In fact, this very phenomenon was tracked and recorded in the book For the Love of Cities. The book shows that every major metric for measuring a city’s health — economy, population, tourism, education, crime — showed exponential progress in the years following a group who (1) assembled over similar values, (2) fell in love with one another and their local environment and from that love (3) resolved to cultivate a brighter tomorrow through local artifacts and service.
In every city I’ve called home — San Diego, Detroit, St. Louis, Joplin, Effingham, Salem — I’ve run across two kinds of people regarding culture care. The first kind hate it there. They can’t wait to get out. These are the people that complain about Salem and so they move to Joplin, complain about Joplin and so they move to Kansas City, and so on ad nauseum. Just a few weeks back, I was walking my dog home from Sunset Park in Brooklyn and heard the following exchange:
“You don’t like it here?”
“Nah, man, nah. I hate it here. Grew up here. Can’t wait to get out of this city.”
They were talking, of course, about the capital of the world: New York City.
And it made me realize that it’s not the place, but the posture. Everywhere I go, the majority of citizens act as if staying where they are will utterly destroy them. They say it in my home town of Salem, Illinois (population: 8,000 before the factory closed) and they say it in my new home of New York, New York (population: twenty-million and rising). The Onion recently wrote a piece regarding people who have no contentment in any town.
But the other kind of people operate out of the ideals found in For the Love of Cities. They band together a group of like-minded cultivators and fall in love with their local place. After years of diligent culture care, they soon look around to find their mundane surroundings rendered extraordinary. That’s the kind of artist I want to become.
Have you ever heard of the Inklings?
It was a 1940’s and 50’s society of men who gathered around the same basic ideals. Atheists, Catholics, Protestants, all of them gathered to discuss romantic, neoplatonic thought. “Inkling” is a pun, in case you didn’t know. They were a literary society, so Inklings are people of the ink to the same degree that Underlings are people beneath you. At the same time, an “inkling” is a slight knowledge or hint or suspicion of an idea. In Middle English, it literally meant “to utter in an undertone.” In other words, their group was founded upon (1) thinking deep thoughts and (2) incarnating those thoughts into the written word. They talked about this tenant in every way imaginable and all of their work benefitted from the ongoing discussion — both Lewis and Tolkien wrote of tree spirits and river spirits defending the world from the coming wrath of wraith-like men. Several wrote about personified animals who took care of humans and of beastly humans who abused animals. Almost every single one of them wrote articles about Spencer or Keats or Coleridge or Chesterton. The list goes on, but the point is that none of their work would be as great had they not all contributed to this unique literary society.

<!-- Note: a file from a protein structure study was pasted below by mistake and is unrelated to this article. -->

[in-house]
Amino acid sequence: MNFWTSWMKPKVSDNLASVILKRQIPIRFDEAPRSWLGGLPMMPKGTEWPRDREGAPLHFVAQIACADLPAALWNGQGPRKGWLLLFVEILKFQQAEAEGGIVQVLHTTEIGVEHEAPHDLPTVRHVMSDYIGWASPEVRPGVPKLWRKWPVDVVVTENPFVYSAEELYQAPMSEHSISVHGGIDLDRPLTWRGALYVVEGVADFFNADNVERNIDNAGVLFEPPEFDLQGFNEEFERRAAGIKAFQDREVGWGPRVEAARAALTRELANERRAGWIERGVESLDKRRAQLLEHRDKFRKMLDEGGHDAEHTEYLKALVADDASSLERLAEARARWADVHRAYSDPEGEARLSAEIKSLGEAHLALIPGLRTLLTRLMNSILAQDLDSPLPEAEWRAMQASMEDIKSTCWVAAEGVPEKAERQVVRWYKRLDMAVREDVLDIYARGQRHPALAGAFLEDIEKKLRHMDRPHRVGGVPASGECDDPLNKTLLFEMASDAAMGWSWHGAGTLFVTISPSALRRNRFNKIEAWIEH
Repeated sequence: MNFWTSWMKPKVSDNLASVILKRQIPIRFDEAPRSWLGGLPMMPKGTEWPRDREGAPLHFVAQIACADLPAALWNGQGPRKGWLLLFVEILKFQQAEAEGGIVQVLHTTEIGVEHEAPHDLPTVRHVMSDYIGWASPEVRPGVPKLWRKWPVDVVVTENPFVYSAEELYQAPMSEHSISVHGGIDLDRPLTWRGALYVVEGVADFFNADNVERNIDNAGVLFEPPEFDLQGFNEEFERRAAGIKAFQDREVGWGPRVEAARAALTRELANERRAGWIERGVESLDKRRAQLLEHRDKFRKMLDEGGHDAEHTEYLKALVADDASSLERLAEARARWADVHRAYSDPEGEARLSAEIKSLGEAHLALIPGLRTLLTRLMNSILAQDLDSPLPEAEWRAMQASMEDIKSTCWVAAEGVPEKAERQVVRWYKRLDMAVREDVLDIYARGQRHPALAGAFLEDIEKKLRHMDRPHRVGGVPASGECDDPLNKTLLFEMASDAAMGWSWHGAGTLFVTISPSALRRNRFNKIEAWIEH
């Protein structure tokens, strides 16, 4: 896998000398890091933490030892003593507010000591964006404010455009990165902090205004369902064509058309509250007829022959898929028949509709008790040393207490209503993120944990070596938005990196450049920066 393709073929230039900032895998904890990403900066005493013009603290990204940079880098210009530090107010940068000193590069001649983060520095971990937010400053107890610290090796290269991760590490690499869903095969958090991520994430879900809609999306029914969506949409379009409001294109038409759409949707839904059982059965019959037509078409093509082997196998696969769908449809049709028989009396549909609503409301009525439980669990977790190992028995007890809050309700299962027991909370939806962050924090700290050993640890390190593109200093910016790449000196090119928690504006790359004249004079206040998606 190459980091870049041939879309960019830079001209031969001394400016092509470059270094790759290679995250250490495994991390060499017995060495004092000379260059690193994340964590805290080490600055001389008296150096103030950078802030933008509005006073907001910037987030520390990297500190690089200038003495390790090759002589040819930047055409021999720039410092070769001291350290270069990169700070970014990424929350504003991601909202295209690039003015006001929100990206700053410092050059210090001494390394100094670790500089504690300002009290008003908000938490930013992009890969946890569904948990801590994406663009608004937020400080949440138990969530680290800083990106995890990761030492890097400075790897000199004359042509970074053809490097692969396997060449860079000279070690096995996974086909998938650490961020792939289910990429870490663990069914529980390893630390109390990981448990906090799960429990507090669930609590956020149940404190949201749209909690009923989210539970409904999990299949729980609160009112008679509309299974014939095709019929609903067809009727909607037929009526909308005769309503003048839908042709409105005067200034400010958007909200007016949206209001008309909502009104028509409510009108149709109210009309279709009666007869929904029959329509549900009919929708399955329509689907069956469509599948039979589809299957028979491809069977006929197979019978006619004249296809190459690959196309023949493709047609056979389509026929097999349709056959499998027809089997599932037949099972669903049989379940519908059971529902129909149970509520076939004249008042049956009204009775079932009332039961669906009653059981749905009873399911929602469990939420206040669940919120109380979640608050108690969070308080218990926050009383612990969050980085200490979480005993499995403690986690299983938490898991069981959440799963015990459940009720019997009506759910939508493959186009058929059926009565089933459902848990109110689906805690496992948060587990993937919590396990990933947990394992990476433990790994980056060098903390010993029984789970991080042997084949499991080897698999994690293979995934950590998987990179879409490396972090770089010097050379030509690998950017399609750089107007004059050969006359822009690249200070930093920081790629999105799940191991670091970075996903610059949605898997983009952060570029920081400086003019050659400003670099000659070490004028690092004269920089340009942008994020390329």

Sometimes, a community of culture care only manifests itself in pairs: Basquiat had Warhol. Steve Jobs and Bill Gates. Warren Buffet and Charlie Mungor. Jimmy Fallon and Justin Timberlake. Bert and Ernie. Coleridge and Wordsworth.
Other times, it shows up in groups: The Beat Poets, The New School, The Round Table, David’s Mighty Men, The Disciples of Socrates, The X-Men, Saturday Night Live, The Founding Fathers.
I will tell you this: if you don’t already have a tribe at least online, you need to find one quickly. You were never made to go it alone. There are no lone wolf artists.
But I’ll also go further than anyone I’ve read here: if you haven’t started something locally, if you have no one to meet with in person on a semi-regular basis and thus have no one to call, no one who knows everything about you, no one to call you on your shit when you’re in the wrong — you’re in a world trouble, my friend, and your art is bound to suffer for the loss.
Be brave. Be a friend and you’ll find friendships. Create community and you’ll have it. Do everything you can to build up the society in which you live. Get together with some like-minded folks and care for the culture around you. Fall in love with the place in which you find yourself, tend to it as an orchard keep tends to fruit trees, and five or ten years from now you’ll look back and realize you’re not in Kansas anymore.
cover image by Alice Popkorn